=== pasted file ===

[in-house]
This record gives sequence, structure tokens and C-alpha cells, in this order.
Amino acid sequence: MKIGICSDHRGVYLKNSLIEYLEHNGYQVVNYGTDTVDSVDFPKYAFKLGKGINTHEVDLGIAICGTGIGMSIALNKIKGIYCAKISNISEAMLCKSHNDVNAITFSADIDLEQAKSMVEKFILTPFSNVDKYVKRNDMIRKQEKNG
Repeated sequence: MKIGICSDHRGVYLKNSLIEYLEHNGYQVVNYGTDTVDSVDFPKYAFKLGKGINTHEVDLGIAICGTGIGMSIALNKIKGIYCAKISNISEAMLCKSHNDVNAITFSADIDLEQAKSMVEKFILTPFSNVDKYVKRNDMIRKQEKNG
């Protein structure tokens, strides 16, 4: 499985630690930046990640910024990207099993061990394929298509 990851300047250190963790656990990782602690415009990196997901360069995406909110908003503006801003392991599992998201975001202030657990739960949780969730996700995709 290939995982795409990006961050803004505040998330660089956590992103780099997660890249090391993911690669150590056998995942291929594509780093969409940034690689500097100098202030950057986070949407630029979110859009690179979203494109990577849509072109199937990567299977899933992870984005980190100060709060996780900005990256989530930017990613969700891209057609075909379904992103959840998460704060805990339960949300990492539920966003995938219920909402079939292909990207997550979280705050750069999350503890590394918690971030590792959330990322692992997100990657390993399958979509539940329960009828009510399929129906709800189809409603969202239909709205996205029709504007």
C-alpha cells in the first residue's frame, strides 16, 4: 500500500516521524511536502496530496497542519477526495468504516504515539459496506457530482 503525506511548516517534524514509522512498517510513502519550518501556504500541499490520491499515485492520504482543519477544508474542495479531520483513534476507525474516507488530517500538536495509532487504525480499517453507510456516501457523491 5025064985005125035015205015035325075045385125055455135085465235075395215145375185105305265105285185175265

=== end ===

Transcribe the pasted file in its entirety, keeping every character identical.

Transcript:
[in-house]
This record gives sequence, structure tokens and C-alpha cells, in this order.
Amino acid sequence: MKIGICSDHRGVYLKNSLIEYLEHNGYQVVNYGTDTVDSVDFPKYAFKLGKGINTHEVDLGIAICGTGIGMSIALNKIKGIYCAKISNISEAMLCKSHNDVNAITFSADIDLEQAKSMVEKFILTPFSNVDKYVKRNDMIRKQEKNG
Repeated sequence: MKIGICSDHRGVYLKNSLIEYLEHNGYQVVNYGTDTVDSVDFPKYAFKLGKGINTHEVDLGIAICGTGIGMSIALNKIKGIYCAKISNISEAMLCKSHNDVNAITFSADIDLEQAKSMVEKFILTPFSNVDKYVKRNDMIRKQEKNG
């Protein structure tokens, strides 16, 4: 499985630690930046990640910024990207099993061990394929298509 990851300047250190963790656990990782602690415009990196997901360069995406909110908003503006801003392991599992998201975001202030657990739960949780969730996700995709 290939995982795409990006961050803004505040998330660089956590992103780099997660890249090391993911690669150590056998995942291929594509780093969409940034690689500097100098202030950057986070949407630029979110859009690179979203494109990577849509072109199937990567299977899933992870984005980190100060709060996780900005990256989530930017990613969700891209057609075909379904992103959840998460704060805990339960949300990492539920966003995938219920909402079939292909990207997550979280705050750069999350503890590394918690971030590792959330990322692992997100990657390993399958979509539940329960009828009510399929129906709800189809409603969202239909709205996205029709504007």
C-alpha cells in the first residue's frame, strides 16, 4: 500500500516521524511536502496530496497542519477526495468504516504515539459496506457530482 503525506511548516517534524514509522512498517510513502519550518501556504500541499490520491499515485492520504482543519477544508474542495479531520483513534476507525474516507488530517500538536495509532487504525480499517453507510456516501457523491 5025064985005125035015205015035325075045385125055455135085465235075395215145375185105305265105285185175265